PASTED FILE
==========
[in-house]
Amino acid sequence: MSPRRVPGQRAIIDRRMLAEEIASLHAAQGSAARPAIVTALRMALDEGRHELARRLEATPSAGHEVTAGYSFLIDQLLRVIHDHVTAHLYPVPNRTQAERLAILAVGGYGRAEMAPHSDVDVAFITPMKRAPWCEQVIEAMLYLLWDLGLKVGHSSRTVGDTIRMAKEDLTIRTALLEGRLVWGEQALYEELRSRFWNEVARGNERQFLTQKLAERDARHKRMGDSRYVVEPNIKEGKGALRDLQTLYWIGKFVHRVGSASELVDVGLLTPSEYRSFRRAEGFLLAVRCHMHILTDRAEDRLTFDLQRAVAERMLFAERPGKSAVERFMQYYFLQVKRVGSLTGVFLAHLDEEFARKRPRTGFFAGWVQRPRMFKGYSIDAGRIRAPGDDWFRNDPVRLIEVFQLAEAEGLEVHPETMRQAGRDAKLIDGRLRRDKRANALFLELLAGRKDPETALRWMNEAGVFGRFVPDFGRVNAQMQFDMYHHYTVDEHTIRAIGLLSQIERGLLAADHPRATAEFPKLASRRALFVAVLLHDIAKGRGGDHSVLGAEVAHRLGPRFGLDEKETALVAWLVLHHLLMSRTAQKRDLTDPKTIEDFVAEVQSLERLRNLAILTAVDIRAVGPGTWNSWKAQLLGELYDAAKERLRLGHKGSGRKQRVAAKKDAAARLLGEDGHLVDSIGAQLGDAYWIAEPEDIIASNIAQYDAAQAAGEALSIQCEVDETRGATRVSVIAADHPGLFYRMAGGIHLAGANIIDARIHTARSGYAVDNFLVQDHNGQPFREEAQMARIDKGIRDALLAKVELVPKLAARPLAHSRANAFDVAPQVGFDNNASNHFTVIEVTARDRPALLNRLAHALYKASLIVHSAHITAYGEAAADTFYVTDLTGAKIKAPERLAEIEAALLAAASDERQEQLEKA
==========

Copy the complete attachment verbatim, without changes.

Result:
[in-house]
Amino acid sequence: MSPRRVPGQRAIIDRRMLAEEIASLHAAQGSAARPAIVTALRMALDEGRHELARRLEATPSAGHEVTAGYSFLIDQLLRVIHDHVTAHLYPVPNRTQAERLAILAVGGYGRAEMAPHSDVDVAFITPMKRAPWCEQVIEAMLYLLWDLGLKVGHSSRTVGDTIRMAKEDLTIRTALLEGRLVWGEQALYEELRSRFWNEVARGNERQFLTQKLAERDARHKRMGDSRYVVEPNIKEGKGALRDLQTLYWIGKFVHRVGSASELVDVGLLTPSEYRSFRRAEGFLLAVRCHMHILTDRAEDRLTFDLQRAVAERMLFAERPGKSAVERFMQYYFLQVKRVGSLTGVFLAHLDEEFARKRPRTGFFAGWVQRPRMFKGYSIDAGRIRAPGDDWFRNDPVRLIEVFQLAEAEGLEVHPETMRQAGRDAKLIDGRLRRDKRANALFLELLAGRKDPETALRWMNEAGVFGRFVPDFGRVNAQMQFDMYHHYTVDEHTIRAIGLLSQIERGLLAADHPRATAEFPKLASRRALFVAVLLHDIAKGRGGDHSVLGAEVAHRLGPRFGLDEKETALVAWLVLHHLLMSRTAQKRDLTDPKTIEDFVAEVQSLERLRNLAILTAVDIRAVGPGTWNSWKAQLLGELYDAAKERLRLGHKGSGRKQRVAAKKDAAARLLGEDGHLVDSIGAQLGDAYWIAEPEDIIASNIAQYDAAQAAGEALSIQCEVDETRGATRVSVIAADHPGLFYRMAGGIHLAGANIIDARIHTARSGYAVDNFLVQDHNGQPFREEAQMARIDKGIRDALLAKVELVPKLAARPLAHSRANAFDVAPQVGFDNNASNHFTVIEVTARDRPALLNRLAHALYKASLIVHSAHITAYGEAAADTFYVTDLTGAKIKAPERLAEIEAALLAAASDERQEQLEKA